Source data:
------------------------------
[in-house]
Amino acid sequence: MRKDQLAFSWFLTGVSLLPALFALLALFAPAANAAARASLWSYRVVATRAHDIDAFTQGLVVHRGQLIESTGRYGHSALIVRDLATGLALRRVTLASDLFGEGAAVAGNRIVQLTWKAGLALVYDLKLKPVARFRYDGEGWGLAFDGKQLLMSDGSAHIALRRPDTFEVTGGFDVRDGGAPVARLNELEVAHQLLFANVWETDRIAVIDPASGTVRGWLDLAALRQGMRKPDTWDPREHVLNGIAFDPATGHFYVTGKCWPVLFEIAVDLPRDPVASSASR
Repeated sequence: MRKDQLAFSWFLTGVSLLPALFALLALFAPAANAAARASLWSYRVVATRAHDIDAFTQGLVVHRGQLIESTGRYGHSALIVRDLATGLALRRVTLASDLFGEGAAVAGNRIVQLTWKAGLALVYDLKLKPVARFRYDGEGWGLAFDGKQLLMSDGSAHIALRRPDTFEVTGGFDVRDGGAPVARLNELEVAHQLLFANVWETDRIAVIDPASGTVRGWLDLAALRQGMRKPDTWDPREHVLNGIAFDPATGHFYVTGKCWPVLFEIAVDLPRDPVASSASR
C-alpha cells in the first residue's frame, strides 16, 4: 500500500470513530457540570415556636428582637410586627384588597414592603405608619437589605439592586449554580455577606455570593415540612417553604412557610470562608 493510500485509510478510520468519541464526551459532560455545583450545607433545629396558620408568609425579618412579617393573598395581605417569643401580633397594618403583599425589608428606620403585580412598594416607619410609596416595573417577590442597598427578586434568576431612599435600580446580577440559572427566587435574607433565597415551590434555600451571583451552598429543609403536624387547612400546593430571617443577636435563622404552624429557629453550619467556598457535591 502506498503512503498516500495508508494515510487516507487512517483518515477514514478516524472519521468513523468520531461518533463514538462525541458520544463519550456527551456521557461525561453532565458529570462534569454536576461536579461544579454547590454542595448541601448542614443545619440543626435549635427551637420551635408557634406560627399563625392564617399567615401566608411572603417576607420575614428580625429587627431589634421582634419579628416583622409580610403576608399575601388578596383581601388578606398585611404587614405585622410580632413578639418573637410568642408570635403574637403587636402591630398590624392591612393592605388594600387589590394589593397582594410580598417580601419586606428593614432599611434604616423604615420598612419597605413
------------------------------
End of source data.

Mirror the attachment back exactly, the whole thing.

[in-house]
Amino acid sequence: MRKDQLAFSWFLTGVSLLPALFALLALFAPAANAAARASLWSYRVVATRAHDIDAFTQGLVVHRGQLIESTGRYGHSALIVRDLATGLALRRVTLASDLFGEGAAVAGNRIVQLTWKAGLALVYDLKLKPVARFRYDGEGWGLAFDGKQLLMSDGSAHIALRRPDTFEVTGGFDVRDGGAPVARLNELEVAHQLLFANVWETDRIAVIDPASGTVRGWLDLAALRQGMRKPDTWDPREHVLNGIAFDPATGHFYVTGKCWPVLFEIAVDLPRDPVASSASR
Repeated sequence: MRKDQLAFSWFLTGVSLLPALFALLALFAPAANAAARASLWSYRVVATRAHDIDAFTQGLVVHRGQLIESTGRYGHSALIVRDLATGLALRRVTLASDLFGEGAAVAGNRIVQLTWKAGLALVYDLKLKPVARFRYDGEGWGLAFDGKQLLMSDGSAHIALRRPDTFEVTGGFDVRDGGAPVARLNELEVAHQLLFANVWETDRIAVIDPASGTVRGWLDLAALRQGMRKPDTWDPREHVLNGIAFDPATGHFYVTGKCWPVLFEIAVDLPRDPVASSASR
C-alpha cells in the first residue's frame, strides 16, 4: 500500500470513530457540570415556636428582637410586627384588597414592603405608619437589605439592586449554580455577606455570593415540612417553604412557610470562608 493510500485509510478510520468519541464526551459532560455545583450545607433545629396558620408568609425579618412579617393573598395581605417569643401580633397594618403583599425589608428606620403585580412598594416607619410609596416595573417577590442597598427578586434568576431612599435600580446580577440559572427566587435574607433565597415551590434555600451571583451552598429543609403536624387547612400546593430571617443577636435563622404552624429557629453550619467556598457535591 502506498503512503498516500495508508494515510487516507487512517483518515477514514478516524472519521468513523468520531461518533463514538462525541458520544463519550456527551456521557461525561453532565458529570462534569454536576461536579461544579454547590454542595448541601448542614443545619440543626435549635427551637420551635408557634406560627399563625392564617399567615401566608411572603417576607420575614428580625429587627431589634421582634419579628416583622409580610403576608399575601388578596383581601388578606398585611404587614405585622410580632413578639418573637410568642408570635403574637403587636402591630398590624392591612393592605388594600387589590394589593397582594410580598417580601419586606428593614432599611434604616423604615420598612419597605413